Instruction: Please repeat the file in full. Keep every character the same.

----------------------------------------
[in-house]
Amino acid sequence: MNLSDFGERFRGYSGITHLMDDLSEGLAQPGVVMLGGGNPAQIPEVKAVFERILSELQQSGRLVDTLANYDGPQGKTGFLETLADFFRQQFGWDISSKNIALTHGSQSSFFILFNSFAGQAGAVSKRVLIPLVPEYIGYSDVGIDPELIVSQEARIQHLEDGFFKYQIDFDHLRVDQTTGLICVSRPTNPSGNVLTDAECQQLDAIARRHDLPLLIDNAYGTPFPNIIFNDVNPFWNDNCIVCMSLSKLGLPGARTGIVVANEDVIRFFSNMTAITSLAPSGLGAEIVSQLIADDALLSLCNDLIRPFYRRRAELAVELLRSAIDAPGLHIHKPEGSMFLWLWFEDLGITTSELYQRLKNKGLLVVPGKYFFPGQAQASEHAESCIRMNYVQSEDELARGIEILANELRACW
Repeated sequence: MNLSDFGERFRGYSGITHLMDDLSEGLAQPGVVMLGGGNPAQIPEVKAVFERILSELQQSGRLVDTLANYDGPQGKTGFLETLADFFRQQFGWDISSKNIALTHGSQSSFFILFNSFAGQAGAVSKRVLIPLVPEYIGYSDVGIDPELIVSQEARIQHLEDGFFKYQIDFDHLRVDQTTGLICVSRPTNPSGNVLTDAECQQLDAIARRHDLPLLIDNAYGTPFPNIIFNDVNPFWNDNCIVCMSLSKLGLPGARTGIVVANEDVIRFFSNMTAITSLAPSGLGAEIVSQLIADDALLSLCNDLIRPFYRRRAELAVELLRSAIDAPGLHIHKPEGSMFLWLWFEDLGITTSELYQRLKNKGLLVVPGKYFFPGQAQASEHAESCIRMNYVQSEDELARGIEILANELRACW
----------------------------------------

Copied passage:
[in-house]
Amino acid sequence: MNLSDFGERFRGYSGITHLMDDLSEGLAQPGVVMLGGGNPAQIPEVKAVFERILSELQQSGRLVDTLANYDGPQGKTGFLETLADFFRQQFGWDISSKNIALTHGSQSSFFILFNSFAGQAGAVSKRVLIPLVPEYIGYSDVGIDPELIVSQEARIQHLEDGFFKYQIDFDHLRVDQTTGLICVSRPTNPSGNVLTDAECQQLDAIARRHDLPLLIDNAYGTPFPNIIFNDVNPFWNDNCIVCMSLSKLGLPGARTGIVVANEDVIRFFSNMTAITSLAPSGLGAEIVSQLIADDALLSLCNDLIRPFYRRRAELAVELLRSAIDAPGLHIHKPEGSMFLWLWFEDLGITTSELYQRLKNKGLLVVPGKYFFPGQAQASEHAESCIRMNYVQSEDELARGIEILANELRACW
Repeated sequence: MNLSDFGERFRGYSGITHLMDDLSEGLAQPGVVMLGGGNPAQIPEVKAVFERILSELQQSGRLVDTLANYDGPQGKTGFLETLADFFRQQFGWDISSKNIALTHGSQSSFFILFNSFAGQAGAVSKRVLIPLVPEYIGYSDVGIDPELIVSQEARIQHLEDGFFKYQIDFDHLRVDQTTGLICVSRPTNPSGNVLTDAECQQLDAIARRHDLPLLIDNAYGTPFPNIIFNDVNPFWNDNCIVCMSLSKLGLPGARTGIVVANEDVIRFFSNMTAITSLAPSGLGAEIVSQLIADDALLSLCNDLIRPFYRRRAELAVELLRSAIDAPGLHIHKPEGSMFLWLWFEDLGITTSELYQRLKNKGLLVVPGKYFFPGQAQASEHAESCIRMNYVQSEDELARGIEILANELRACW